Goddesses, Guardians And Groves
Jack Gale, Capall Bann, 1996, £10.95
Continuing with my week of alternatively-spiritual Greenwich, I bring you what is without doubt the oddest book about the town I have ever read.
It’s so odd, in fact, that I haven’t really worked out how to approach it. Written by Jack Gale, member of the Order of Bards, Ovates and Druids, the Pagan Federation and the Fellowship of Isis, the book is a guide to the Pagan spiritual sites of Greenwich, and its alternative history, as discovered by decidedly alternative methods – dowsing, rituals, visions and psychometric readings. Gale’s findings have been verified by at least two independent psychics.
Most of the sites, for fairly obvious reasons, hover around the park, heath, cavern and the Point and they’re populated by a whole pantheon of deities and ancient figures, from a selection of alternative religions.
Everyone from Diana to Odin, Anubis to Cernunnos, Merlin to the Snow Queen, congregates around Greenwich, especially in winter, around wintry-named sacred places like the Snow Well and Plum Pudding Hill. Holda (aka The Snow Queen) was welcomed psychically by Gale himself, in his mind later, after a ritual held to reintroduce her to Greenwich Park, where they were having such a great time they forgot to do the deed itself.
Every page of this book carries some new fascinating concept – Did you know that William Boreman’s 1662 design (sic) for the layout of Greenwich Park is based on the Qabalistic Tree of Life? Perhaps you will be terrified the grisly tale of Jumping Jack Black, a young man who fell victim to mob justice for a trivial crime of which he was actually innocent. Black revealed to a psychic friend of Gale’s that he was hanged from an oak in Greenwich Park during the late Victorian/Edwardian period. Gale has done his homework and looked for this story in The Times of the period and, creepily, can find no reference whatsoever to the incident. He concludes that “likely it was hushed up and swept under the carpet” by the authorities.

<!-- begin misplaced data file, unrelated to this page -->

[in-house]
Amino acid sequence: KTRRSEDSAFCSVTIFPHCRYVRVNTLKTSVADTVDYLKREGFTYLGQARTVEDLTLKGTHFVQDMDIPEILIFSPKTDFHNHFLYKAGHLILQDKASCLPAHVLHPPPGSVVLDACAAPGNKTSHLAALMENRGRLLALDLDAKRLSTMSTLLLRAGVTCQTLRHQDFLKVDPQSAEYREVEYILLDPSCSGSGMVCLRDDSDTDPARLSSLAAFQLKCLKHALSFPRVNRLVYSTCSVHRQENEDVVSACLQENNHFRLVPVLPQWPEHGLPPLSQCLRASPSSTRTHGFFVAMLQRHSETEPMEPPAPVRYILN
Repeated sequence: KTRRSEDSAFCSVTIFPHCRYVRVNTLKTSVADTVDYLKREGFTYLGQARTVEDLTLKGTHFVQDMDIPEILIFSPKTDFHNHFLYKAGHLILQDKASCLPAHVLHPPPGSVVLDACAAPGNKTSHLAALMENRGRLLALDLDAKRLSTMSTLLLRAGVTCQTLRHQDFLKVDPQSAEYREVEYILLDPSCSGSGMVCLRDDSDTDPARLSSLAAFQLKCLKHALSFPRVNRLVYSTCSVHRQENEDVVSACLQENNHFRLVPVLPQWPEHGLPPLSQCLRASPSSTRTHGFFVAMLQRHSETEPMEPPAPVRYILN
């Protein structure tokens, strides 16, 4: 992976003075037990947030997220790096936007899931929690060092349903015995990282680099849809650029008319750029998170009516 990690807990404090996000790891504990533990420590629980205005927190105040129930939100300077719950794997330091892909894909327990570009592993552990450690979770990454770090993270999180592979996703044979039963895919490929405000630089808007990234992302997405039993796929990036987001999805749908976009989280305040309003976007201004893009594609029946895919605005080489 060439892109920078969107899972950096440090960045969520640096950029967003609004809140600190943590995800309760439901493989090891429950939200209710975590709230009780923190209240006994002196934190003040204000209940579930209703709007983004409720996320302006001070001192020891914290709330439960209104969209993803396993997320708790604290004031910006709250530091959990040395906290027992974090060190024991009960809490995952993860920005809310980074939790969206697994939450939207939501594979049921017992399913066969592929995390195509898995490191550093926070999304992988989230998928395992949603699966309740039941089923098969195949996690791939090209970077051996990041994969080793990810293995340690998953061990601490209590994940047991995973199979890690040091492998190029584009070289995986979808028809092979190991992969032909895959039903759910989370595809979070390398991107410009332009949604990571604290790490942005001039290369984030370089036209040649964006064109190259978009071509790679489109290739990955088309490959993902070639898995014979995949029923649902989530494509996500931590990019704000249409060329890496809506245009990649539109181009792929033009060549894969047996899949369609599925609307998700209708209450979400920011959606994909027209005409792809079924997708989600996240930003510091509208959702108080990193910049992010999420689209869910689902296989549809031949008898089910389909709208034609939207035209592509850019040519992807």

The book is illustrated throughout with psychically-received portraits of gods, goddesses and mythological figures, and squirly automatic drawings made by psychics at the various sacred sites.
I have no idea what to make of this book – and yet I highly recommend it to all. It is utterly fascinating. You will never be stuck for topics of conversation after reading it. Buy it here